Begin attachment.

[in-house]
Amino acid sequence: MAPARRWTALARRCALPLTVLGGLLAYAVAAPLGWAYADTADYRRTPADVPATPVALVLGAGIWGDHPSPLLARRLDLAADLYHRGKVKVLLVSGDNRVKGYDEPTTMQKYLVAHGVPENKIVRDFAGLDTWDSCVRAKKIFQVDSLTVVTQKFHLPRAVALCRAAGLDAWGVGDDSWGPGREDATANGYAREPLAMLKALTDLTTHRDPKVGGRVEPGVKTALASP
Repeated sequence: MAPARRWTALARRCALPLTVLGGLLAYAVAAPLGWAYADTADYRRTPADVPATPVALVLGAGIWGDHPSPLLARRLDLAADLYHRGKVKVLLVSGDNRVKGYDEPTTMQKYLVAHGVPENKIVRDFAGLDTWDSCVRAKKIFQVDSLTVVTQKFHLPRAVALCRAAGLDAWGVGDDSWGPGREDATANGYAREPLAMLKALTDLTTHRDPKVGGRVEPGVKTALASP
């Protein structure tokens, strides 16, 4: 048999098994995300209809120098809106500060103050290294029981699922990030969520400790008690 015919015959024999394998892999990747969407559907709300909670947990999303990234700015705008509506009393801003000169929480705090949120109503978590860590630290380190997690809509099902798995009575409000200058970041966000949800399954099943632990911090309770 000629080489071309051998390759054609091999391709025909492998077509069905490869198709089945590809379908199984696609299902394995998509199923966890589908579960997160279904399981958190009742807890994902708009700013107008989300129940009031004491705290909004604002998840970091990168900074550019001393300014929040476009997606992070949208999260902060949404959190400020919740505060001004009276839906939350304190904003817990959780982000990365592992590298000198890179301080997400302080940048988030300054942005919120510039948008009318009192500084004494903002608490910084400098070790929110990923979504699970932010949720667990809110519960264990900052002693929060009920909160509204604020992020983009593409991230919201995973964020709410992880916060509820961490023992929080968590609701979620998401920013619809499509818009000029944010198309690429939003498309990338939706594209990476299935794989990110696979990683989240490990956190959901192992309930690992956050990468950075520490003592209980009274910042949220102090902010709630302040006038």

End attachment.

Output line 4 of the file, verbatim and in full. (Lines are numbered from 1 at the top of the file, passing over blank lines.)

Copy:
């Protein structure tokens, strides 16, 4: 048999098994995300209809120098809106500060103050290294029981699922990030969520400790008690 015919015959024999394998892999990747969407559907709300909670947990999303990234700015705008509506009393801003000169929480705090949120109503978590860590630290380190997690809509099902798995009575409000200058970041966000949800399954099943632990911090309770 000629080489071309051998390759054609091999391709025909492998077509069905490869198709089945590809379908199984696609299902394995998509199923966890589908579960997160279904399981958190009742807890994902708009700013107008989300129940009031004491705290909004604002998840970091990168900074550019001393300014929040476009997606992070949208999260902060949404959190400020919740505060001004009276839906939350304190904003817990959780982000990365592992590298000198890179301080997400302080940048988030300054942005919120510039948008009318009192500084004494903002608490910084400098070790929110990923979504699970932010949720667990809110519960264990900052002693929060009920909160509204604020992020983009593409991230919201995973964020709410992880916060509820961490023992929080968590609701979620998401920013619809499509818009000029944010198309690429939003498309990338939706594209990476299935794989990110696979990683989240490990956190959901192992309930690992956050990468950075520490003592209980009274910042949220102090902010709630302040006038």